The Demandre family grows specialty basket willows on their homestead, just for their own craft. The rods are long, straight, and fine. Jano learned, from years of weaving willow baskets with his Dad, how to pick just the right rods from the pile of soaked willow rods, for each aspect of his basket.
His baskets are symmetrical and perfectly shaped. The ribs rise in a bowl shape up the side of the basket and each rib is equidistant from the other ribs, forming even spokes around the circumference of the basket.
My baskets are as unlike his beautiful works of art, as a child’s sketch of a chickadee is unlike a Batemen masterpiece. It doesn’t bother me. I am a beginner basket weaver. Maybe one day Jano will teach a workshop on willow basket weaving, and I will be one of his students. After such a workshop, my baskets still won’t look like Jano’s baskets. There are hundreds of hours of body memory, and thinking intuition behind every one of Jano’s baskets. And there are only a few hours of learning behind each of mine.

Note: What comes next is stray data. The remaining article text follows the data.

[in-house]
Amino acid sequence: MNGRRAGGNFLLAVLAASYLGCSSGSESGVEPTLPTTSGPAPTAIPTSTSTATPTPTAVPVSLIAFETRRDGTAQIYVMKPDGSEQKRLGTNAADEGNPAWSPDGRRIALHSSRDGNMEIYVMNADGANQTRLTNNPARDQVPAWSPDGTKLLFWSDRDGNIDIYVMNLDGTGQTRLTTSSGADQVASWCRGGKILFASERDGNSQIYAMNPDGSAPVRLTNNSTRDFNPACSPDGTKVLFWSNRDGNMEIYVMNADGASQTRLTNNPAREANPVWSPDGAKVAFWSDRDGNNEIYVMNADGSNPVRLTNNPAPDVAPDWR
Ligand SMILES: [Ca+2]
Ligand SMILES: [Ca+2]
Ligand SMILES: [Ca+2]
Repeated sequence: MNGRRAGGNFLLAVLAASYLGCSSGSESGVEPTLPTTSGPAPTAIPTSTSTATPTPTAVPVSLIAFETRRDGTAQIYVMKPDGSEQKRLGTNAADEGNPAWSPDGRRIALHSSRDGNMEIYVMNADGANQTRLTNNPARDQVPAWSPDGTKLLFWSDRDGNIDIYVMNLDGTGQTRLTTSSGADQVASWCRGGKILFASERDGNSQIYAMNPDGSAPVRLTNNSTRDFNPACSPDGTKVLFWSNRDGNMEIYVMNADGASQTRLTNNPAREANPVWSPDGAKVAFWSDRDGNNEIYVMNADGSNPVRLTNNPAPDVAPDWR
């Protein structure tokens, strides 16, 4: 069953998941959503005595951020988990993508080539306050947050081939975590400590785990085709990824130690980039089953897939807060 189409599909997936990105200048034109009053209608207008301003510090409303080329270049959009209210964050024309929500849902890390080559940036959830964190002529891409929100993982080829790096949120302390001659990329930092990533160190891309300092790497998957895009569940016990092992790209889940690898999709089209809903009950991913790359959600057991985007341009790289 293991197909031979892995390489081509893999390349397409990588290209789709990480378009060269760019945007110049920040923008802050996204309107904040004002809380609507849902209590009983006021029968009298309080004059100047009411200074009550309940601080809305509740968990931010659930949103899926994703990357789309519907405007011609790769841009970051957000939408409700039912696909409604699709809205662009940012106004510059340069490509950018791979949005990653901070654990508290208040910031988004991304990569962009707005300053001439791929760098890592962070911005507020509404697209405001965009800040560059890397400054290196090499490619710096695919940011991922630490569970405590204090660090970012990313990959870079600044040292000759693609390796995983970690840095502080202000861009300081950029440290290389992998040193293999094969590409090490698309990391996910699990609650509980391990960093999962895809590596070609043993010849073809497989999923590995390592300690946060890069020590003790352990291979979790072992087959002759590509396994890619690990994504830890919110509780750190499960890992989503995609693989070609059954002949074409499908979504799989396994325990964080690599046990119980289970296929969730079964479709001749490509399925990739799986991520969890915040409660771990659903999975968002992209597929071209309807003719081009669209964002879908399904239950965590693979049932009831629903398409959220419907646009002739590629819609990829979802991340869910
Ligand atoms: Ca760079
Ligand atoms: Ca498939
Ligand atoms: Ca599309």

As you weave your first few willow baskets, don’t be discouraged if your own basket doesn’t look professional. Don’t be discouraged if there are gaps between the base and the sides, or if the basket ribs are unevenly spaced up the sides of the basket. Basket weaving is a skill that can be learned. While you might think that Jano was born being able to weave baskets, due to his genetic code, most likely he also had to invest the time to learn.
“Don’t despise the day of small things.” You are making a beginning now. Invest the time. Even if you don’t like your first, second, and third baskets, keep making baskets, keep weaving. Grow some willow in your yard (away from your house foundation and septic field) and rejoice in a craft that doesn’t cost much money. Develop your skills. Invest in a workshop or two. I venture to guess that after you’ve woven 25 willow baskets, you’ll weave better baskets than I do – unless I also weave 25 more baskets.
How to weave a round, rustic, willow basket – what we’ve covered so far
In part 1 of this series I showed you how to gather your willow, dry it, and then soak it to ready it for basket weaving.